Since the PWM will never be 0% or 100% as long as the transmitter is on** and is multiplexed with the PWM of other channels it won't ever be fully on or fully off. Better put a huge heatsink on that transistor if it ever sees motor current - which looks like it might let the smoke out of the receiver, though with that large resistor not enough current will flow through the motor to make any difference.

R/C Motor controllers are cheap and take care of all these problems, though the 24V might be a problem. Most will allow the motor battery to power the receiver, eliminating the extra battery. As mentioned above a relay can turn the motor on and off.

The better home-built circuit is a 555 chip wired in a bistable configuration with the trigger set at some duration of the PWM pulse. The output of the chip can be set to run for longer than the refresh rate so it will effectively latch as long as a pulse of sufficient length comes along to refresh the state. As flexible as the 555 is a timing solution is possible. The output from the chip can then pull down an NPN transistor that in turn operates a relay to handle the 24V motor. See https://dronebotworkshop.com/555-timer/ for how to use the 555. There is a circuit shown in https://books.google.com/books?id=-sE7JVywygQC&... by Forrest Mims, page 158. (Mims Circuit Scrapbook V.II)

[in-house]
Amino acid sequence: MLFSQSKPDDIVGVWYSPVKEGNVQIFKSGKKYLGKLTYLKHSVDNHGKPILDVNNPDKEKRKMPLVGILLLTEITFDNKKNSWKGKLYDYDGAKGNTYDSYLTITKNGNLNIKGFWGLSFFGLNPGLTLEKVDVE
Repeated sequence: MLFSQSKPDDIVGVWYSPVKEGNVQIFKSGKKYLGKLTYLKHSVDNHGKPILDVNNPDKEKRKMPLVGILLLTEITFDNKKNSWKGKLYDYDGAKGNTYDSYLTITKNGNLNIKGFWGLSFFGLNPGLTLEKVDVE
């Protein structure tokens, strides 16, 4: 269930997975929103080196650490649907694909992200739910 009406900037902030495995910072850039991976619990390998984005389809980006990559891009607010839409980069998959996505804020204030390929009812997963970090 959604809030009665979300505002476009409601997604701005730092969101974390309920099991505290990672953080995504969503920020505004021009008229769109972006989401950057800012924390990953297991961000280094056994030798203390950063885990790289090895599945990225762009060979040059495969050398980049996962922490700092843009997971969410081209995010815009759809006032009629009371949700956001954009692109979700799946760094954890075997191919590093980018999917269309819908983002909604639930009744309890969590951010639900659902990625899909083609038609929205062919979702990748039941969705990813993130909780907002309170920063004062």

**I don't know what the spread spectrum channel hopping digital systems do - in the old analog ones the pulses out of the receiver were initiated on a one-for-one basis in the transmitter. When the transmitter was off there would be no pulse train for the receiver and the servos would have no pulse to match an error feedback against. Maybe the receivers now just maintain the pulse train they were last commanded to do? The main thing is that the time between pulses can vary - but servos only care and can measure where they are during the duration of each pulse.

Quote ( )